Trans men have muscled their way into women's sports, and the impact is proving devastating. Women from across 25 UK sports have spoken of the “widespread problem” of male competitors harming the female-only category.
In the first report of its kind, campaign group Fair Play for Women collated personal testimonies of how women have lost their privacy, safety and performance rankings after men who claimed to be women joined competitive and recreational sports.
According to the report, three-quarters of UK sports allow men to enter the women’s competition through self-declared ‘gender identity’ or on the basis of testosterone levels.
In Judo, a world medallist who trained for ten years immediately quit the sport after a man broke a woman’s finger and dislocated another’s shoulder.
One athlete said she suffered “death threats and appalling abuse because I speak up in defence of fair and safe sport for females”.
A Pool player, who was beaten by a man, reflected: “This was only my fourth final ever, but the trophy or money meant nothing to me without fairness. The devastation I have felt, I can’t even explain. I didn’t eat or sleep properly for two days. I was crying until 3am. I was devastated.”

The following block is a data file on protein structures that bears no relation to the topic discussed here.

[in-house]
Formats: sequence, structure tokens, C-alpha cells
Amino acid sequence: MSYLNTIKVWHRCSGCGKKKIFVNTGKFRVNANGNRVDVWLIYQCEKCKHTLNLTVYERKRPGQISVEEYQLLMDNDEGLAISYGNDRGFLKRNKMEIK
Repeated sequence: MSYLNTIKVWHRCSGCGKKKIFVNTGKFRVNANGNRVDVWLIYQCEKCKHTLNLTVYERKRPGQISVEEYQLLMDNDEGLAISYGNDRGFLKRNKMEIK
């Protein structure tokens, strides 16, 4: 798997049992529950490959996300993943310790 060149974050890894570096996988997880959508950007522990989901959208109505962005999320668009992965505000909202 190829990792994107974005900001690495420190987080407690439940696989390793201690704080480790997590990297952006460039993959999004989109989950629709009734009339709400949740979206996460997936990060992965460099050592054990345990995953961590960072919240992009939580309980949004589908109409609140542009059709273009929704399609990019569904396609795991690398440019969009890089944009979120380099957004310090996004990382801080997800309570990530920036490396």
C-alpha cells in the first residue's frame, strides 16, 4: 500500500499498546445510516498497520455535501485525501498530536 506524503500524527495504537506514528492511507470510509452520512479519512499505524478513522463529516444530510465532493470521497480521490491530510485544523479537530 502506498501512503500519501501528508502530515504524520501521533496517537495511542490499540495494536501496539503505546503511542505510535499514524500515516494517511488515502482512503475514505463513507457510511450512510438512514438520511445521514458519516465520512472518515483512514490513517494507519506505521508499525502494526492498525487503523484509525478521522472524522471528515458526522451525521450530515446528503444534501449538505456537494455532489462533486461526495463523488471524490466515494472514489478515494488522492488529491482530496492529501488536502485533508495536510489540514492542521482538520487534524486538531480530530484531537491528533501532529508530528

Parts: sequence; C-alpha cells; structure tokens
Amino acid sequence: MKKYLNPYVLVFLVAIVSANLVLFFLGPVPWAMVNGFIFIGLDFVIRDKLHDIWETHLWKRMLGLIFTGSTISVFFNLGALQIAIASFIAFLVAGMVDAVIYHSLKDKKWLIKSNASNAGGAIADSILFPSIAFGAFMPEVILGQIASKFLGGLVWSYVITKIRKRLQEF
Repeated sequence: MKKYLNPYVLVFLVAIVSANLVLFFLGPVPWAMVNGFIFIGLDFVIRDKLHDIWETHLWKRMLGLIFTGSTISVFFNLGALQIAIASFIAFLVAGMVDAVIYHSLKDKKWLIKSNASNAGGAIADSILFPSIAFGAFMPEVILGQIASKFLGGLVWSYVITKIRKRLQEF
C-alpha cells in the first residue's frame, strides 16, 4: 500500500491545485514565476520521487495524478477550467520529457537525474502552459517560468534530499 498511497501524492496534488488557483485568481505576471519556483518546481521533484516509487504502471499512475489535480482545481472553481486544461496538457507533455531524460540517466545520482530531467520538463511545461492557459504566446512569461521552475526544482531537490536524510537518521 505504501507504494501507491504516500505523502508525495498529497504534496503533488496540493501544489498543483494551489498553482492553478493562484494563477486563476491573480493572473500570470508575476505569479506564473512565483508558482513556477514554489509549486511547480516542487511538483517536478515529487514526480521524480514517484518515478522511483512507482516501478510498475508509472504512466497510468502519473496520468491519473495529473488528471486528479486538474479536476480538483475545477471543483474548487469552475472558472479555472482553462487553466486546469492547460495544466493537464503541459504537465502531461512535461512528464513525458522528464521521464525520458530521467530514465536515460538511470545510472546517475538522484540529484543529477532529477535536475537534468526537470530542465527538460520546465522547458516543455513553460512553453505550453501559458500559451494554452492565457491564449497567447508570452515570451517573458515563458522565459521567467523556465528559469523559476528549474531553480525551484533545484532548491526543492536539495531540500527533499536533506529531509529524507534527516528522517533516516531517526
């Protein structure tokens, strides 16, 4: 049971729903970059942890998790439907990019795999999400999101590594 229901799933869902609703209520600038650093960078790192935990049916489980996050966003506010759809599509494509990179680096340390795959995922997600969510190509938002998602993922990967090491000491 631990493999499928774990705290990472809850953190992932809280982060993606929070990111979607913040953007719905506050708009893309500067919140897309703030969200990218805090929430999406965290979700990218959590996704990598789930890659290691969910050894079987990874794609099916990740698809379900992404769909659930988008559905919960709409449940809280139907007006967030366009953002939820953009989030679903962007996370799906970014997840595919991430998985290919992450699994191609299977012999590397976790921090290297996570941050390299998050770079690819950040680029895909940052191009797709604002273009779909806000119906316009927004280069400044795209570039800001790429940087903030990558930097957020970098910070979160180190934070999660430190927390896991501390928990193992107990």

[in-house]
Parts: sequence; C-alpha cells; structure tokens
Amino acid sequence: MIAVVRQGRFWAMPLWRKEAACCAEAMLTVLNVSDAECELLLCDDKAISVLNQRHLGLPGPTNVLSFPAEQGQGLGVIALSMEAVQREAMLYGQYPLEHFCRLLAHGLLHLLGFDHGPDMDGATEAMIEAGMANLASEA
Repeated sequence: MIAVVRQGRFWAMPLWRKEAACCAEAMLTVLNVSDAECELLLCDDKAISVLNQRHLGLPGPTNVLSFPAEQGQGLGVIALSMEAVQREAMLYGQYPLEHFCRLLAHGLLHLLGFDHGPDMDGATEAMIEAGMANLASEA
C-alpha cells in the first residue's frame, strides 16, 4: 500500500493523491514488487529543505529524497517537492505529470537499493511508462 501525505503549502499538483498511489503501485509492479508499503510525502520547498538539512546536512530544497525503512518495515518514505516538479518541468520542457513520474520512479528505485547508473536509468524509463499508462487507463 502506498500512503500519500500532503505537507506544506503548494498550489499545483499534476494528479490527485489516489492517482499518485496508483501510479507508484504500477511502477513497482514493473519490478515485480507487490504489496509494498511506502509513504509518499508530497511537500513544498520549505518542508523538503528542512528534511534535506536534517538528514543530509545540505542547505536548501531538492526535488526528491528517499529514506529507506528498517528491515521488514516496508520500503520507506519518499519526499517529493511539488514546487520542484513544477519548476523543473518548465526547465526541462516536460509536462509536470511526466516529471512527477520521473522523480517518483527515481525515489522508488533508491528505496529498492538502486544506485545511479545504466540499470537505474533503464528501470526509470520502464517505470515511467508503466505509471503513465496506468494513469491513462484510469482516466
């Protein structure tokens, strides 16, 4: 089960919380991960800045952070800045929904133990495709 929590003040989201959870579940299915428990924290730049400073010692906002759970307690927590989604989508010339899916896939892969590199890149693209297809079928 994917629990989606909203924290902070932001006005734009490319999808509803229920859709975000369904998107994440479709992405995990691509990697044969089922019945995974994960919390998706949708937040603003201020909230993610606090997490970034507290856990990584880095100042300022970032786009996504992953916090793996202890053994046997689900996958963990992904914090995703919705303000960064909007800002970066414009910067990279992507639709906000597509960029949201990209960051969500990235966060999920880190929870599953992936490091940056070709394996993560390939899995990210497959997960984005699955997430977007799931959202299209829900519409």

“I see younger women deflated, before they’ve even started. You can see that they’re beaten before they’ve even started playing. Their confidence is knocked out of them and I think they will stop entering competitions.”
One cyclist reported that a woman with post-traumatic stress disorder (PTSD) experienced “flashbacks of the abuse she had suffered” after unexpectedly encountering a male competitor.
In rowing, women “found it difficult to object” after being pressured to share changing rooms and accommodation with men.
Fair Play for Women’s Director of Sport Fiona McAnena said: “Some people seem to think junior girls and women who are not elite should just put up with unfairness.
“We say women and girls should not have to accommodate males at any level. We are calling on sport governing bodies to end this unfairness now at every level in their sport.”